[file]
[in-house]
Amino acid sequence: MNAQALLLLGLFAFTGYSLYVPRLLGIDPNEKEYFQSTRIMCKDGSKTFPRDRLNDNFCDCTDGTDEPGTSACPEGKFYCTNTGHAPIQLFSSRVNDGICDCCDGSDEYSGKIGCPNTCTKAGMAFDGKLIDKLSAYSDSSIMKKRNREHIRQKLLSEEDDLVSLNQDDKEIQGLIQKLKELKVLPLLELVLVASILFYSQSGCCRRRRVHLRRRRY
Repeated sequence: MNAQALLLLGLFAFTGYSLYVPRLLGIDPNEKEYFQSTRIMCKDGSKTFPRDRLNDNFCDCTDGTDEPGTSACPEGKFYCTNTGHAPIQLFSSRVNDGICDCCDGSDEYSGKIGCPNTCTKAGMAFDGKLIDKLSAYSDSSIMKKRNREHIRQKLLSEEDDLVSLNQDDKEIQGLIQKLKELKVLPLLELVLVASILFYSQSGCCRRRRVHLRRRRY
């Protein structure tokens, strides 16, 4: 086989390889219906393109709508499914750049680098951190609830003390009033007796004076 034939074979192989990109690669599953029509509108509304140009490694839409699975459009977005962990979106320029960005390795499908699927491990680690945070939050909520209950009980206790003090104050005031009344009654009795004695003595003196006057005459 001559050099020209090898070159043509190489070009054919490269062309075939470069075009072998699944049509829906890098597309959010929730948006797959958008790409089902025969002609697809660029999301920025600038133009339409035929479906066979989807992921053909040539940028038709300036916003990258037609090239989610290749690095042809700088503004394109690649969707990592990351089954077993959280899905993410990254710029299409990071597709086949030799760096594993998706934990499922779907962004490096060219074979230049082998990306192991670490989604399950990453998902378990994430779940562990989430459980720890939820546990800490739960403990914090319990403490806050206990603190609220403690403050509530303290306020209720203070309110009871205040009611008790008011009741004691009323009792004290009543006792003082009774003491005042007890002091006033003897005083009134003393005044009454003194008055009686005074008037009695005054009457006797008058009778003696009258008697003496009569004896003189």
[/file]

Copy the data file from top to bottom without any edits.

[in-house]
Amino acid sequence: MNAQALLLLGLFAFTGYSLYVPRLLGIDPNEKEYFQSTRIMCKDGSKTFPRDRLNDNFCDCTDGTDEPGTSACPEGKFYCTNTGHAPIQLFSSRVNDGICDCCDGSDEYSGKIGCPNTCTKAGMAFDGKLIDKLSAYSDSSIMKKRNREHIRQKLLSEEDDLVSLNQDDKEIQGLIQKLKELKVLPLLELVLVASILFYSQSGCCRRRRVHLRRRRY
Repeated sequence: MNAQALLLLGLFAFTGYSLYVPRLLGIDPNEKEYFQSTRIMCKDGSKTFPRDRLNDNFCDCTDGTDEPGTSACPEGKFYCTNTGHAPIQLFSSRVNDGICDCCDGSDEYSGKIGCPNTCTKAGMAFDGKLIDKLSAYSDSSIMKKRNREHIRQKLLSEEDDLVSLNQDDKEIQGLIQKLKELKVLPLLELVLVASILFYSQSGCCRRRRVHLRRRRY
């Protein structure tokens, strides 16, 4: 086989390889219906393109709508499914750049680098951190609830003390009033007796004076 034939074979192989990109690669599953029509509108509304140009490694839409699975459009977005962990979106320029960005390795499908699927491990680690945070939050909520209950009980206790003090104050005031009344009654009795004695003595003196006057005459 001559050099020209090898070159043509190489070009054919490269062309075939470069075009072998699944049509829906890098597309959010929730948006797959958008790409089902025969002609697809660029999301920025600038133009339409035929479906066979989807992921053909040539940028038709300036916003990258037609090239989610290749690095042809700088503004394109690649969707990592990351089954077993959280899905993410990254710029299409990071597709086949030799760096594993998706934990499922779907962004490096060219074979230049082998990306192991670490989604399950990453998902378990994430779940562990989430459980720890939820546990800490739960403990914090319990403490806050206990603190609220403690403050509530303290306020209720203070309110009871205040009611008790008011009741004691009323009792004290009543006792003082009774003491005042007890002091006033003897005083009134003393005044009454003194008055009686005074008037009695005054009457006797008058009778003696009258008697003496009569004896003189």